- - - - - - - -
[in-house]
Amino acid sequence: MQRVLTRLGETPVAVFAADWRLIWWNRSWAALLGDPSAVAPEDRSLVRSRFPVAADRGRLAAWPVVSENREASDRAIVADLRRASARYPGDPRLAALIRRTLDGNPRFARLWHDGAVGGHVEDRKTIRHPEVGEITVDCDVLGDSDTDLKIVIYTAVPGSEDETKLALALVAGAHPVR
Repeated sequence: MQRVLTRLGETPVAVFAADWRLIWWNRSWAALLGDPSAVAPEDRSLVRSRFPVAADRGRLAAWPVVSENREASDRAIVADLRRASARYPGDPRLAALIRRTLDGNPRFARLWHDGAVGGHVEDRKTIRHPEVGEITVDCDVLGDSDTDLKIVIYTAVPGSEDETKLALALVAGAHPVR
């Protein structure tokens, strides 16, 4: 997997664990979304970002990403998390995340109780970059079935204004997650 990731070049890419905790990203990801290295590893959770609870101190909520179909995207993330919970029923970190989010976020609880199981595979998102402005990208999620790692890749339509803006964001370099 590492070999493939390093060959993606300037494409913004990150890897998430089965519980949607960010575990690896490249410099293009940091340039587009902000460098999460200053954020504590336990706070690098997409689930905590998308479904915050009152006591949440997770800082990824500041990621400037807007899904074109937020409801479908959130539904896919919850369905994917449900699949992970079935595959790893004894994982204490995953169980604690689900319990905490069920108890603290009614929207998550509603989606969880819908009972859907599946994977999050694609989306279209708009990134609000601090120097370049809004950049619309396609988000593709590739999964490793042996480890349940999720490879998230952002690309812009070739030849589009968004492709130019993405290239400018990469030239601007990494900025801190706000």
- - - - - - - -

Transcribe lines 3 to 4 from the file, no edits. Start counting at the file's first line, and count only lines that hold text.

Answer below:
Repeated sequence: MQRVLTRLGETPVAVFAADWRLIWWNRSWAALLGDPSAVAPEDRSLVRSRFPVAADRGRLAAWPVVSENREASDRAIVADLRRASARYPGDPRLAALIRRTLDGNPRFARLWHDGAVGGHVEDRKTIRHPEVGEITVDCDVLGDSDTDLKIVIYTAVPGSEDETKLALALVAGAHPVR
């Protein structure tokens, strides 16, 4: 997997664990979304970002990403998390995340109780970059079935204004997650 990731070049890419905790990203990801290295590893959770609870101190909520179909995207993330919970029923970190989010976020609880199981595979998102402005990208999620790692890749339509803006964001370099 590492070999493939390093060959993606300037494409913004990150890897998430089965519980949607960010575990690896490249410099293009940091340039587009902000460098999460200053954020504590336990706070690098997409689930905590998308479904915050009152006591949440997770800082990824500041990621400037807007899904074109937020409801479908959130539904896919919850369905994917449900699949992970079935595959790893004894994982204490995953169980604690689900319990905490069920108890603290009614929207998550509603989606969880819908009972859907599946994977999050694609989306279209708009990134609000601090120097370049809004950049619309396609988000593709590739999964490793042996480890349940999720490879998230952002690309812009070739030849589009968004492709130019993405290239400018990469030239601007990494900025801190706000």